secured Smith's flank by throwing his extreme right back within 200 yards of Govan's left, bringing the latter officer's line nearly at right angles to his north front, thus enabling each line to assist the other if attacked. At a favorable point on Govan's line, selected by General Hardee, I placed Douglas' battery, commanded by Lieutenant John H. Bingham, so as to enfilade any line attempting to charge Smith's north front. Lowrey's position, across the spur before mentioned, was en echelon about 200 paces in front of Govan. I ordered the whole of his brigade to occupy this position, and completed my line from Tunnel Hill to Chickamauga. Lowrey had no artillery, the spur being too steep to admit of its being brought up. Calvert's battery, commanded by Lieutenant Thomas J. Key, I placed directly over the tunnel, and between the tunnel and left of Smith's brigade were placed three regiments of Brown's brigade were placed three regiments of Brown's brigade, of Stevenson's division. I was determined to construct a slight work in front of my line. I was prevented for some time by an eclipse of the moon, which rendered the morning very dark, but at length, distributing our few axes, we went to work.
The day broke hazy, so that it was some time before the enemy could discover our operations. As soon as he did, he commenced a heavy fire on General Smith's working party, and prevented us from erecting any work whatever in front of the battery on the top of Tunnel Hill. Up to 10.30 a.m. the enemy contended himself with severe skirmishing, and a heavy artillery fire from batteries erected by him during the night on the detached hill. About this hour he drove in Smith's skirmishers, and possessed himself of the breastworks which Smith had abandoned that morning. A heavy attack on the tunnel and on Smith's line was now imminent. General Hardee sent me directions to take my position at the tunnel, and to take charge of everything in that quarter and to the right of it. The enemy was now in sight, advancing in two long lines of battle, his right stretching far beyond my left, his left stretching beyond Smith's right, where farther view of it was prevented by the woods that covered and bordered the detached hill. For the full understanding of the fierce conflict that followed, it would be proper for me in this place to give a statement of the force of the enemy opposite my position as ascertained at a later hour from prisoners and other sources. It consisted of the divisions of Major General Jef. C. Davis, three divisions of the army brought by Sherman from Vicksburg, and Howard's (Eleventh) corps, of the Army of the Potomac, all under the command of Major-General Sherman.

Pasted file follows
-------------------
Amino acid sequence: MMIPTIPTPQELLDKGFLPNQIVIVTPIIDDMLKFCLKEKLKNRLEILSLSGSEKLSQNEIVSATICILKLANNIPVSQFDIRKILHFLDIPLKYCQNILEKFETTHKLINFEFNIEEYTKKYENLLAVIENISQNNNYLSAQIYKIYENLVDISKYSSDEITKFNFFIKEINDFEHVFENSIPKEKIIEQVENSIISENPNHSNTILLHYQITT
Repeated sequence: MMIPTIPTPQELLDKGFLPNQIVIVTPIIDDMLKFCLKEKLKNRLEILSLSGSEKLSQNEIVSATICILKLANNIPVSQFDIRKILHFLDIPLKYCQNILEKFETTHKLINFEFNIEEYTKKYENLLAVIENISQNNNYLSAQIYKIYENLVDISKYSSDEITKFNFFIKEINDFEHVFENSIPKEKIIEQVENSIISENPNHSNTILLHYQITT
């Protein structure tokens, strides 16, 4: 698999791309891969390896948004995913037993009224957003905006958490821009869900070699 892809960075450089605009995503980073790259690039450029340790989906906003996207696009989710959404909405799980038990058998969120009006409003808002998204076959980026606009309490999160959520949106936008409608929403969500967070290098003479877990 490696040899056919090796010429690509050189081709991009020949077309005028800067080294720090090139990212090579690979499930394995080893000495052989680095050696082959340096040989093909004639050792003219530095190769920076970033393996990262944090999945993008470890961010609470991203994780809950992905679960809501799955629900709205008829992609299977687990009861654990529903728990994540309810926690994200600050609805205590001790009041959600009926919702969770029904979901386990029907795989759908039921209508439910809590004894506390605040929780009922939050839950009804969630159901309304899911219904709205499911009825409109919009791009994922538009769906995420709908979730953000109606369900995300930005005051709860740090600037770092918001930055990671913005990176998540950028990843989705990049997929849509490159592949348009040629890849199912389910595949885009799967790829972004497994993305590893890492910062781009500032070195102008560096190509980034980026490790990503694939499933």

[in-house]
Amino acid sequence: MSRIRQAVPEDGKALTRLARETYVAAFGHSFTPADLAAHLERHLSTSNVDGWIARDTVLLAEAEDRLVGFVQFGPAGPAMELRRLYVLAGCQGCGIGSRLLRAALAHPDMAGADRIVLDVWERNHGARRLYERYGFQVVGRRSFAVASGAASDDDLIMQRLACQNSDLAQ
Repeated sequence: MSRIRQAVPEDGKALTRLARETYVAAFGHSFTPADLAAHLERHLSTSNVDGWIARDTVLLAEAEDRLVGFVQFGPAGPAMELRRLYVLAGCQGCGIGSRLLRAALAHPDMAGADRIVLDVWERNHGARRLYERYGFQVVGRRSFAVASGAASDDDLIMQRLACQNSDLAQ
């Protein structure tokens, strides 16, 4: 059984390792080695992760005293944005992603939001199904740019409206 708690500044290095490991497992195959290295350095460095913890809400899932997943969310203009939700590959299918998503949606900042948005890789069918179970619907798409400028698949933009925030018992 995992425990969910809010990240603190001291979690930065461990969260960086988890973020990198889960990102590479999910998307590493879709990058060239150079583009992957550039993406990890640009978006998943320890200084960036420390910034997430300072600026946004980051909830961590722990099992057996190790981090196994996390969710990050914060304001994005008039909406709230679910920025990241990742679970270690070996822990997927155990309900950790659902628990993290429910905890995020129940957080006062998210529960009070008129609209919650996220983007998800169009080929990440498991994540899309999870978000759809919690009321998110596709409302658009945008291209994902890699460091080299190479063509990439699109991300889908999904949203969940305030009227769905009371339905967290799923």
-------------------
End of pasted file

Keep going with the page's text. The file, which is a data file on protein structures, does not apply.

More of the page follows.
At 11 a.m. the first serious fight of the day commenced. It was heavy along Smith's whole line, and extended some distance south of the tunnel. The right of the enemy's line, exposed to the fire of several pieces of artillery planted over the tunnel, and met by a brigade sent by General Hardee to the foot of the ridge, swayed backward and forward for some time, but did not dare to advance nearer than 400 yards, and finally lay down, contenting itself with sending forward a large body of skirmishers and sending to the rear a much larger number of stragglers. The enemy's left, however, under shelter of Smith's abandoned work of the night before, and protected by the woods on that flank, and by the precipitous, heavily wooded sides of Tunnel Hill, advanced rapidly on Smith's line, and finally made a heavy charge on Swett's battery on the apex of the hill. The artillery men stood bravely to their guns under a terrible cross-fire, and replied with canister at short range, but still the en-